Written by Head of S4B Andrew Hano
I do not have to look at a calendar to know we are in the final days until we leave for Camp. No, there are other indications about what time of year it is. Looking in all the desk drawers for black laundry marking pens; the hundreds of iron-on “Hano” labels lying around; packs of new socks and underwear, boxes of new shoes; and piles of clothes and sports equipment signal the approach of camp like the turning of leaves in October brings the fall season.
As we prepare to leave for camp and I contemplate renting a Uhaul to transport all this stuff there, my wife and I ask the question, “What do we really need to bring?” I began to think about some of the best and worst things I brought to camp in the past. There must be some item that bore the four letters of my last name that inspired envy among the other campers. Of course, there had to be something so useless I could not believe my stupidity for using valuable space bringing it with me.
Topping the “Best of” list has to be a lamp. I remember it vividly: a black toy train with an arm that unfolded upwards holding the lightbulb. I brought it for the first time as a CIT in the Lodge. That lamp transformed reading at night after the cabin lights went out. No longer was it necessary to clamp my flashlight between shoulder and head at the perfect angle to see the pages of my book, only to readjust every time I turned a page. I would compare it to talking hands free on a cell phone! The train lamp found its way to camp (and later college) for the next eight summers.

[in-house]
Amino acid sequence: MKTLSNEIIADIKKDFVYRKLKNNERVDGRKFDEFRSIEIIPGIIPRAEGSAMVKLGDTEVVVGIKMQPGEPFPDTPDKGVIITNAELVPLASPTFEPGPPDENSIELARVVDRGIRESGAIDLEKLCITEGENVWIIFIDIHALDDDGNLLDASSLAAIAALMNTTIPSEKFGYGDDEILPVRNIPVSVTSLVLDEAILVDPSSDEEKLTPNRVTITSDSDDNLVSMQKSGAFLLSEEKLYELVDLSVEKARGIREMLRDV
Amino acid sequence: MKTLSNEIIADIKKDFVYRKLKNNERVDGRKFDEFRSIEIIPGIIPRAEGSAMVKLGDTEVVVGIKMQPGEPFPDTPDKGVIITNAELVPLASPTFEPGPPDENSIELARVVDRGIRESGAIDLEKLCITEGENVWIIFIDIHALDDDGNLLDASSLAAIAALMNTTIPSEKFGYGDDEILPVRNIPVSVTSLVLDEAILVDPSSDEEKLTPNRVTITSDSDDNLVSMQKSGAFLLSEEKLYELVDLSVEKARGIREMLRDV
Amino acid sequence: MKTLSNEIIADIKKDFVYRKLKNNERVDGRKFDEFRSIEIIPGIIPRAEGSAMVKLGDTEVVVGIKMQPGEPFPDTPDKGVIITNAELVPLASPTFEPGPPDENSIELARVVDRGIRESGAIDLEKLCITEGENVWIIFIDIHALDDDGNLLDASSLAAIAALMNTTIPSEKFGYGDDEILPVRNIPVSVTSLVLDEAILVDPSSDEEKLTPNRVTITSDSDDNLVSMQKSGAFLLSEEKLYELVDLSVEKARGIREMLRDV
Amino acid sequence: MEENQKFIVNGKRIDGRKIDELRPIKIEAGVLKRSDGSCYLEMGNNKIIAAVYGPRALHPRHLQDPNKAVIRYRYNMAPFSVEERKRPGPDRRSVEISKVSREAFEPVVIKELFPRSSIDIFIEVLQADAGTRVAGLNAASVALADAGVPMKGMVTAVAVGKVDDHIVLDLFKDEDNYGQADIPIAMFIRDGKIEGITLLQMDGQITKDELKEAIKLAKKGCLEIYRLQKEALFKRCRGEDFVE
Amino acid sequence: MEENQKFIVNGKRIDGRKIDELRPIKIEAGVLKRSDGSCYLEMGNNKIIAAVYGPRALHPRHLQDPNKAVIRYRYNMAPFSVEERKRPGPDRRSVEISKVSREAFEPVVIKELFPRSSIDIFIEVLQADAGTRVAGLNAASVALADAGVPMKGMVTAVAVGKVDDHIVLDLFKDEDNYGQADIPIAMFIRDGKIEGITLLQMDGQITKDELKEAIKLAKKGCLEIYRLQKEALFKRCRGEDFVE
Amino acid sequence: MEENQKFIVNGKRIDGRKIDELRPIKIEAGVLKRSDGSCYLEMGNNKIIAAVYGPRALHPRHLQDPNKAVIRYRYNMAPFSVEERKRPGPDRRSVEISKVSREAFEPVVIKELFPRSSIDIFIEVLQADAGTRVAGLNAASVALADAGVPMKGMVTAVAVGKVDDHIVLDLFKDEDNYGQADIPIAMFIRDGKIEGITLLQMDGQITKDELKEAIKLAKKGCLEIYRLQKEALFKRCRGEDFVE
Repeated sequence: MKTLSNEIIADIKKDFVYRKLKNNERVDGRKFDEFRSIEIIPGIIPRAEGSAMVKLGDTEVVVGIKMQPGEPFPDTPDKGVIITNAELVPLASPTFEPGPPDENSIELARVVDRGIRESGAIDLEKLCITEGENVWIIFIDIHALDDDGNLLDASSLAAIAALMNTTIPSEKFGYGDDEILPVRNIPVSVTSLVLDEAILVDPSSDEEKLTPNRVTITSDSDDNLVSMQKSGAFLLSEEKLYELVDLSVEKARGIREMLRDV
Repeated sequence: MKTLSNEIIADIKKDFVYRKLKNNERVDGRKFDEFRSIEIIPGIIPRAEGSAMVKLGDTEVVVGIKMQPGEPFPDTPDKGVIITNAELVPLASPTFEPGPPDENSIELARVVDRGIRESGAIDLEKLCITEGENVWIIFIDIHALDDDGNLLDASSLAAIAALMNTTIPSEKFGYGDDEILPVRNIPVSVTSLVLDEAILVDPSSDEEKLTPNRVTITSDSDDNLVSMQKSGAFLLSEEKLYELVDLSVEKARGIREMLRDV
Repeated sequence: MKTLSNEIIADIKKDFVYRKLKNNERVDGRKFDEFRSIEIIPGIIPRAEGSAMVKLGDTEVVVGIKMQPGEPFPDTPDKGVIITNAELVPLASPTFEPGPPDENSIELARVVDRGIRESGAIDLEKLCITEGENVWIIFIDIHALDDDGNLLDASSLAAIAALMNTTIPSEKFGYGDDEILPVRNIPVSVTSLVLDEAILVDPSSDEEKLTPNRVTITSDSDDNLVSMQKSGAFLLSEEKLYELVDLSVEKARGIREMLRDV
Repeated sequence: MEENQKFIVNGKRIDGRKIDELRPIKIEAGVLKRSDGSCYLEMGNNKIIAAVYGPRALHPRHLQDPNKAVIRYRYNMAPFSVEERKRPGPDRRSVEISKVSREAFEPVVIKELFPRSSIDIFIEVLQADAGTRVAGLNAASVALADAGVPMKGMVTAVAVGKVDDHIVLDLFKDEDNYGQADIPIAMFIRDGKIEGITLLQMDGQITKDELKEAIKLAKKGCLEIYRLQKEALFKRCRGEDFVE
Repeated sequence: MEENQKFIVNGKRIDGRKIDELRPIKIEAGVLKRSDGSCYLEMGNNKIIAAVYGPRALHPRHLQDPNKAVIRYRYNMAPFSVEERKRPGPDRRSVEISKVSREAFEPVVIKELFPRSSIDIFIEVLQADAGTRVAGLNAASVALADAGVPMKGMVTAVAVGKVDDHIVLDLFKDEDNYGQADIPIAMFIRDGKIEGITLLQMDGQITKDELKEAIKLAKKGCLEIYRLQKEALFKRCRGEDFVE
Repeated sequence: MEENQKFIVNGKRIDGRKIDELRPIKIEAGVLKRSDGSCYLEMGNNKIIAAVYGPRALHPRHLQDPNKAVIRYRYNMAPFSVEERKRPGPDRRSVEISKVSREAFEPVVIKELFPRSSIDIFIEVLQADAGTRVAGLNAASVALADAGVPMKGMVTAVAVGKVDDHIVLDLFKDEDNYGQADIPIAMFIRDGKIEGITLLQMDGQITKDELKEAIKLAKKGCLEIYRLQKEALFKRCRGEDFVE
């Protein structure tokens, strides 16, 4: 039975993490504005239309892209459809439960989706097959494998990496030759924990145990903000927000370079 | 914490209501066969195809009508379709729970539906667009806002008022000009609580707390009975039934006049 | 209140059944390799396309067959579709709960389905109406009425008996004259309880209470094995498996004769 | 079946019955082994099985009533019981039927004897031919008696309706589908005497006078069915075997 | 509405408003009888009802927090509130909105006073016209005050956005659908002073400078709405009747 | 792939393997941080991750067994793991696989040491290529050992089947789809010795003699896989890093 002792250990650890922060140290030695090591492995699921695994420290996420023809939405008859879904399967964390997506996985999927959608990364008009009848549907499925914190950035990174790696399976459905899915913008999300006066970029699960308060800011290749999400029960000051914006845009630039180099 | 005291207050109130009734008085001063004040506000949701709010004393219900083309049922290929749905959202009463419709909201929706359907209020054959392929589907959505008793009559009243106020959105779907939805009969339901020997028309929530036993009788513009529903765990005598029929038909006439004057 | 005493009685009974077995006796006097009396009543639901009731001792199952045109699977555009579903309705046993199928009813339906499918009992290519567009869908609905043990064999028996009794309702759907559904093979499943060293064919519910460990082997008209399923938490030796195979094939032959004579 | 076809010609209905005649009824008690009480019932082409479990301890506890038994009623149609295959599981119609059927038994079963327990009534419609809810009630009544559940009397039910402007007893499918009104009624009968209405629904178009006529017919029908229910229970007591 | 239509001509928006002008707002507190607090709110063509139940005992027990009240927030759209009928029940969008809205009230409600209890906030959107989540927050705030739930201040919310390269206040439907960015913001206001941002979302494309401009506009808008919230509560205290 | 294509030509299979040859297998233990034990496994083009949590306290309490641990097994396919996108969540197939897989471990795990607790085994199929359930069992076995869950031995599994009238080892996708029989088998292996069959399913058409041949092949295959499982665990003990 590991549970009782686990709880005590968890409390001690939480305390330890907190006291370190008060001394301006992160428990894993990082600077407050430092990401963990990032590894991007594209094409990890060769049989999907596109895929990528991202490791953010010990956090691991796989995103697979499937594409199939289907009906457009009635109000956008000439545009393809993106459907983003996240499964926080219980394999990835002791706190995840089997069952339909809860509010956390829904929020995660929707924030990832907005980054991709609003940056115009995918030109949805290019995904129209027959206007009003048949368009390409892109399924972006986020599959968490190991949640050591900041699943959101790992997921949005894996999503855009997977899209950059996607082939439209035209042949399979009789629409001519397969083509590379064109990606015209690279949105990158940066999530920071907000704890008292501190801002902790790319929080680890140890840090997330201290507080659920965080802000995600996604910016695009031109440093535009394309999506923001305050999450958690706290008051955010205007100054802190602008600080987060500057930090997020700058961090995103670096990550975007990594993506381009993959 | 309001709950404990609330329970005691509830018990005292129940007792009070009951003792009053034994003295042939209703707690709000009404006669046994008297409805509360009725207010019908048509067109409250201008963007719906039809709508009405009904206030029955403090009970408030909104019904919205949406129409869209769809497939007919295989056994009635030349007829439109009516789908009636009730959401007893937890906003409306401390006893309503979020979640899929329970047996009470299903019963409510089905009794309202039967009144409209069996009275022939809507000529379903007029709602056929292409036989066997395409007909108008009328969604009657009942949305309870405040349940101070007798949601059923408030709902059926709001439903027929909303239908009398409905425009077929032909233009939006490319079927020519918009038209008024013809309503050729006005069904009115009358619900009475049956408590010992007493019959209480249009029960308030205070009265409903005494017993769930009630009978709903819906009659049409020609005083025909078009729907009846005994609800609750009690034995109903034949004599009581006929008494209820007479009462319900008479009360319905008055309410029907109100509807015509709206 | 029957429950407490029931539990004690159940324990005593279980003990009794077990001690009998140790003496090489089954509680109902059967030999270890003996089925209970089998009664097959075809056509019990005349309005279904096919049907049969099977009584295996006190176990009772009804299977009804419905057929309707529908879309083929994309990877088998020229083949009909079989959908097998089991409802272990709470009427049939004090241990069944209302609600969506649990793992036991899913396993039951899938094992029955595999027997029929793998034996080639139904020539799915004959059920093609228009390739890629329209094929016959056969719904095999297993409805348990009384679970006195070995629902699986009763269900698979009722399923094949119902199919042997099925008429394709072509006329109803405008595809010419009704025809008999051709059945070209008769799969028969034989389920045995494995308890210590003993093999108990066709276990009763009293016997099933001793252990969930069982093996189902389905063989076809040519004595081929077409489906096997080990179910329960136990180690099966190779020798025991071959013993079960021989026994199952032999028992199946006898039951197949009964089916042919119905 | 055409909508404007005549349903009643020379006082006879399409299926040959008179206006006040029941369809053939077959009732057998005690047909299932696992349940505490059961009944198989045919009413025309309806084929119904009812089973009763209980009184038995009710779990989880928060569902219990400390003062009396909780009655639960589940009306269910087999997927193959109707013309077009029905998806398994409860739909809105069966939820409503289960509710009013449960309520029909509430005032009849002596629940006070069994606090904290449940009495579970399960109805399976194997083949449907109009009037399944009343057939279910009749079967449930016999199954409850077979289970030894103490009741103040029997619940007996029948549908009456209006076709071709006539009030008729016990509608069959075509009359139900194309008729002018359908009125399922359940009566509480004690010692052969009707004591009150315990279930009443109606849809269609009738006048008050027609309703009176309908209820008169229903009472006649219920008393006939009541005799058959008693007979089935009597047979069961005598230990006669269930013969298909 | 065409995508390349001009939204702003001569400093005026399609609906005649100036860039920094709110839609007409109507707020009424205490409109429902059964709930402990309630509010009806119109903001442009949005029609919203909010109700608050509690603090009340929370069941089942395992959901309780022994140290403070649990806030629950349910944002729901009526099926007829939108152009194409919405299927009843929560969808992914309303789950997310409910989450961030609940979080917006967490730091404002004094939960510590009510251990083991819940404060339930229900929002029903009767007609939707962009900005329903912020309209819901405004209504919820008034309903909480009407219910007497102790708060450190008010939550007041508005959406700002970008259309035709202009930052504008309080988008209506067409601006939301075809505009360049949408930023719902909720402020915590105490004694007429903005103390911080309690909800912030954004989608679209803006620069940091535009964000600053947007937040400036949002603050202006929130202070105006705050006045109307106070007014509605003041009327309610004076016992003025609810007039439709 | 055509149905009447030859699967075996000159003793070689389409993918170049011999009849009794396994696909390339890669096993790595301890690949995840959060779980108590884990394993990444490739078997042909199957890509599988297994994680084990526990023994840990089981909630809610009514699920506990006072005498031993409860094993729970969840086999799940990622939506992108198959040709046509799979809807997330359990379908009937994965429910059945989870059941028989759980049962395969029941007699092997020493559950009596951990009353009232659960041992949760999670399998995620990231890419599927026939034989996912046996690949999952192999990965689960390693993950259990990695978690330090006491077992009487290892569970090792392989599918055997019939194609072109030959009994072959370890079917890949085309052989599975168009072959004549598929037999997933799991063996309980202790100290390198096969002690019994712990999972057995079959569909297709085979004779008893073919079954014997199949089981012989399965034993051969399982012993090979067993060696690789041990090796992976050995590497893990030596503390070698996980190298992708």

The “Useless” list is a little more difficult. For example, the weather for a summer can render something completely unusable, like a fleece last summer when the temperatures never seemed to drop below 85. But I do remember the rubber rainboots that made their way with me my first summer. I did use them…on a hiking trip through a gorge. As if slipping across wet rocks all day was not enough, I reduced the raging stream to a trickle carting most of the stream water back to camp inside those impermeable rubber rainboots. Ever since, an old pair of sneakers have proved far more practicable than those rubber rain boots.
As the piles begin to grow, and you have to sit on the trunk lid to get it to close, survey what you have chosen. Now, tell yourself, “Keep the reading lamp, and leave the rubber rain boots at home!”
See you all soon!